Buy or sell: BP shares bounce from lows, risk remains

LONDON/SAN FRANCISCO (BestGrowthStock) – Shares in BP Plc have been pummeled since the blowout at its Macondo well in the Gulf of Mexico on April 20. The oil major’s London shares dropped as much as 54 percent, but have since rallied 20 percent from their June 29 low to trade at about 363 pence on Friday.

The company may be able to stop the flow at the well a mile below the water’s surface later this month, but it still faces billions of dollars in clean-up costs and liability for the disaster, the worst ever U.S. offshore oil spill.

Are the shares undervalued, or does BP still represent a risky investment?


George Luckraft, lead manager of the 200 million pound AXA Framlington Equity Income Fund, said investors were now betting BP’s relief well would stem the oil leak.

“Odds are that it will work and that’s why shares have rallied quite decently from the 3 pound level to where we are now,” he said.

Still, BP shares, which account for around 4 percent of the Framlington fund’s assets, remain a risky investment, he said.

“We’ve held the view that the current levels have been good value for awhile now – the stock has been very undervalued. We think they’ve got a lot further to rise.”

Another fund manager, who spoke on the condition of anonymity, said many of his peers would likely avoid the stock because of its risk, even though it was attractive at the current price.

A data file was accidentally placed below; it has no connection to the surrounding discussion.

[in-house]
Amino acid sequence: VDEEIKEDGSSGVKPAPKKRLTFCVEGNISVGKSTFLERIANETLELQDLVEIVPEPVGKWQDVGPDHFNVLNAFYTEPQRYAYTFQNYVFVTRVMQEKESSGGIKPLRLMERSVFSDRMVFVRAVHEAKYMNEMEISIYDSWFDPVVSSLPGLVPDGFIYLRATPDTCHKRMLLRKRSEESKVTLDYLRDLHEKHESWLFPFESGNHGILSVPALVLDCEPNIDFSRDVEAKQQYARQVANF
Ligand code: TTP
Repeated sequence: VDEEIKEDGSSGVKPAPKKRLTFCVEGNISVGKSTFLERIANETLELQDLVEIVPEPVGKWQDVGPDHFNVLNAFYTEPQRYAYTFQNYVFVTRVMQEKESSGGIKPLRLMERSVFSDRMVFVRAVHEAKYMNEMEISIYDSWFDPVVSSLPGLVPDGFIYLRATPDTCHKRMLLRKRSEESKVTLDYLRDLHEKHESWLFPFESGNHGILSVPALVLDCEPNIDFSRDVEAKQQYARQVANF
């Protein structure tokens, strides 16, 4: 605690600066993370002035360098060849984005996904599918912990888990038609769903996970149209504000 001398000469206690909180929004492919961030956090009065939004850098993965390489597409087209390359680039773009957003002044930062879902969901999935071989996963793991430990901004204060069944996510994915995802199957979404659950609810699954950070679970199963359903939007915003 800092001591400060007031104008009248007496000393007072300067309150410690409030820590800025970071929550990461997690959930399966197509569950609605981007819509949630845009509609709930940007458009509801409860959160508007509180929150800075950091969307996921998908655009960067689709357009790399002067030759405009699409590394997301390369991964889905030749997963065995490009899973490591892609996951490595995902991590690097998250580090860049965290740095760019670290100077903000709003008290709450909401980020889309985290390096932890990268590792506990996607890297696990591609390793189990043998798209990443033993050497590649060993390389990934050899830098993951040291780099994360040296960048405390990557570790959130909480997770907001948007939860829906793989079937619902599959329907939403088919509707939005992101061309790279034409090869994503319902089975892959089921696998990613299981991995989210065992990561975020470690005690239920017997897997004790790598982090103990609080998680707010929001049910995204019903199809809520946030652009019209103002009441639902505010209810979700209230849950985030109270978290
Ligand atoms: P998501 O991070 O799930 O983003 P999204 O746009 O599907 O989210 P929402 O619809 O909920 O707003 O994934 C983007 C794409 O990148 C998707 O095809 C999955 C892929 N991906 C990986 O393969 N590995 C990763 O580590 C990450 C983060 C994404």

“It’s one of those terribly emotional stocks that if someone were brave and bought some of it and it went wrong, the clients would be very unhappy,” the fund manager said.

“But taking a purely rational, detached standpoint and putting aside this asymmetry of risk, the stock looks cheap. I think 3 sterling would be a practical floor to have on the stock that people will be looking at.”


BP, which continues to face significant political pressure in the United States, agreed to suspend its dividend to preserve cash that may be needed to help pay for the cleanup. That has made it less attractive to investors looking for exposure to the energy sector.

And until the well is capped and BP’s total costs and liabilities become clear, the shares will be volatile. Some company watchers have put BP’s likely costs between $20 billion and $40 billion, although estimates have reached $100 billion.

“As that worst-case scenario continued to grow, we just gradually got more uncomfortable with telling people to hang on to it,” said Edward Jones energy analyst Brian Youngberg, who rates BP a “sell.”

Few analysts expect BP to sink into bankruptcy because of the costs, which will likely be spread over several years, but the cash drain will dim its growth opportunities.

“They’re having to dedicate so much cash to the spill and its aftermath, will that impact their capital spending down the road? And also will other companies and countries want to do as much business with them, from a reputational standpoint? Those things could have a negative impact on the growth outlook for the company over time,” he said.

“Most individuals bought BP because they paid a great dividend, and that’s gone, and you’re basically rolling the dice at this point in time as to whether it goes up or down,” he added.

That uncertainty is clearly dampening investors’ appetite.

“If the (relief) well fails the shares are going to go down and if the well succeeds, the shares are going to go up. Doesn’t matter if you are fund manager or say a restaurateur, your guess is as good as mine,” and one UK fund manager.

(Reporting by Raji Menon in London and Braden Reddall in San Francisco, writing by Matt Daily, editing by Dave Zimmerman)

Buy or sell: BP shares bounce from lows, risk remains